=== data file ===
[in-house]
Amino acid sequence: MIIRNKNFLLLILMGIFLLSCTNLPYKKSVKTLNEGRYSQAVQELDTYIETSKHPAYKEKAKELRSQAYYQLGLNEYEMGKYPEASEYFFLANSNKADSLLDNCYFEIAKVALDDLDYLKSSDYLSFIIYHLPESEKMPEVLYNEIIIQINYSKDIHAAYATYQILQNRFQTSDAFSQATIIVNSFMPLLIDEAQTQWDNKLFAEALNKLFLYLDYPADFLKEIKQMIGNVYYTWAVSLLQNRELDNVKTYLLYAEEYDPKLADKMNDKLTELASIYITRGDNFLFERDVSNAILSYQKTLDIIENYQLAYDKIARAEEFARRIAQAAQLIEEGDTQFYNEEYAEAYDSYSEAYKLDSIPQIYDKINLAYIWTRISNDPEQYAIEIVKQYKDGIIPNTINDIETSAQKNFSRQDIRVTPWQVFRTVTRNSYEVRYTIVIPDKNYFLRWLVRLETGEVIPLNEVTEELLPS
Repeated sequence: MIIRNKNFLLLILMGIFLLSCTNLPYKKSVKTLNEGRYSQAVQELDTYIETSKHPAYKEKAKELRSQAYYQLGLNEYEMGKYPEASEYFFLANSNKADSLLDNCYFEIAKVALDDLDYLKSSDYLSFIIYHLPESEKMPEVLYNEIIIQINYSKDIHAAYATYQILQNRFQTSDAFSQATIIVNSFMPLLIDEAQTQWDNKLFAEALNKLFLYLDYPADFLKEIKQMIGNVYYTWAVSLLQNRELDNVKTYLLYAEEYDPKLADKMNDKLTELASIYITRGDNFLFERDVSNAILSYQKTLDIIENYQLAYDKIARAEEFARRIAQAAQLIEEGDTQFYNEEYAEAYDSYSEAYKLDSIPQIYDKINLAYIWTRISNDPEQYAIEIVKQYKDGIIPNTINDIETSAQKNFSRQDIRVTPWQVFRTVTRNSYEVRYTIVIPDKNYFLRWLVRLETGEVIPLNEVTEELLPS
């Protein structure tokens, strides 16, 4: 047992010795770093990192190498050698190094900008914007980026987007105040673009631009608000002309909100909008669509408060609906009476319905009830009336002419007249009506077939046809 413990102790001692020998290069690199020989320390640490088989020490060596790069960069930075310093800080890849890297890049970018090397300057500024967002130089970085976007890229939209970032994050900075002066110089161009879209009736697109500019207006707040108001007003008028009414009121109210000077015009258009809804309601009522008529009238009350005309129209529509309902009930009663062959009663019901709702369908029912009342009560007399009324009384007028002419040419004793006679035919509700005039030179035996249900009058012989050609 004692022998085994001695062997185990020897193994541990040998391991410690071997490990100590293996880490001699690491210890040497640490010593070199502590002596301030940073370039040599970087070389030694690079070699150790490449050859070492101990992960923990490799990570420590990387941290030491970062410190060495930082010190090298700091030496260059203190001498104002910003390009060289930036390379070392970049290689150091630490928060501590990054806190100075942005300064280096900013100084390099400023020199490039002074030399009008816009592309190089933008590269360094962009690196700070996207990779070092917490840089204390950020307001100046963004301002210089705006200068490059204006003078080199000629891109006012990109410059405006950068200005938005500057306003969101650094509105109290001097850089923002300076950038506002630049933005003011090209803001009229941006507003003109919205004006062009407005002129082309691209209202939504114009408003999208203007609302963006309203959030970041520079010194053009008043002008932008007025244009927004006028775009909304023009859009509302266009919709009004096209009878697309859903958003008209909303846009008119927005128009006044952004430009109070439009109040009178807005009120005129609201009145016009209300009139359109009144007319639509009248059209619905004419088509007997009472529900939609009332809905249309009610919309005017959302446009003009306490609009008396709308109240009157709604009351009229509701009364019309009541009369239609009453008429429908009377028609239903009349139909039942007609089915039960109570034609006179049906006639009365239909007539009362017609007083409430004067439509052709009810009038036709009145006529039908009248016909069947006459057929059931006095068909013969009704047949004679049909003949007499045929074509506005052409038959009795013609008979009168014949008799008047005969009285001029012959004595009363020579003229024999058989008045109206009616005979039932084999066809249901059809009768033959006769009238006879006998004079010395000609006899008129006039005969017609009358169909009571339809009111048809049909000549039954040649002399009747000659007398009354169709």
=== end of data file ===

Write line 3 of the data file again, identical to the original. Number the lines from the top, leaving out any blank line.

Repeated sequence: MIIRNKNFLLLILMGIFLLSCTNLPYKKSVKTLNEGRYSQAVQELDTYIETSKHPAYKEKAKELRSQAYYQLGLNEYEMGKYPEASEYFFLANSNKADSLLDNCYFEIAKVALDDLDYLKSSDYLSFIIYHLPESEKMPEVLYNEIIIQINYSKDIHAAYATYQILQNRFQTSDAFSQATIIVNSFMPLLIDEAQTQWDNKLFAEALNKLFLYLDYPADFLKEIKQMIGNVYYTWAVSLLQNRELDNVKTYLLYAEEYDPKLADKMNDKLTELASIYITRGDNFLFERDVSNAILSYQKTLDIIENYQLAYDKIARAEEFARRIAQAAQLIEEGDTQFYNEEYAEAYDSYSEAYKLDSIPQIYDKINLAYIWTRISNDPEQYAIEIVKQYKDGIIPNTINDIETSAQKNFSRQDIRVTPWQVFRTVTRNSYEVRYTIVIPDKNYFLRWLVRLETGEVIPLNEVTEELLPS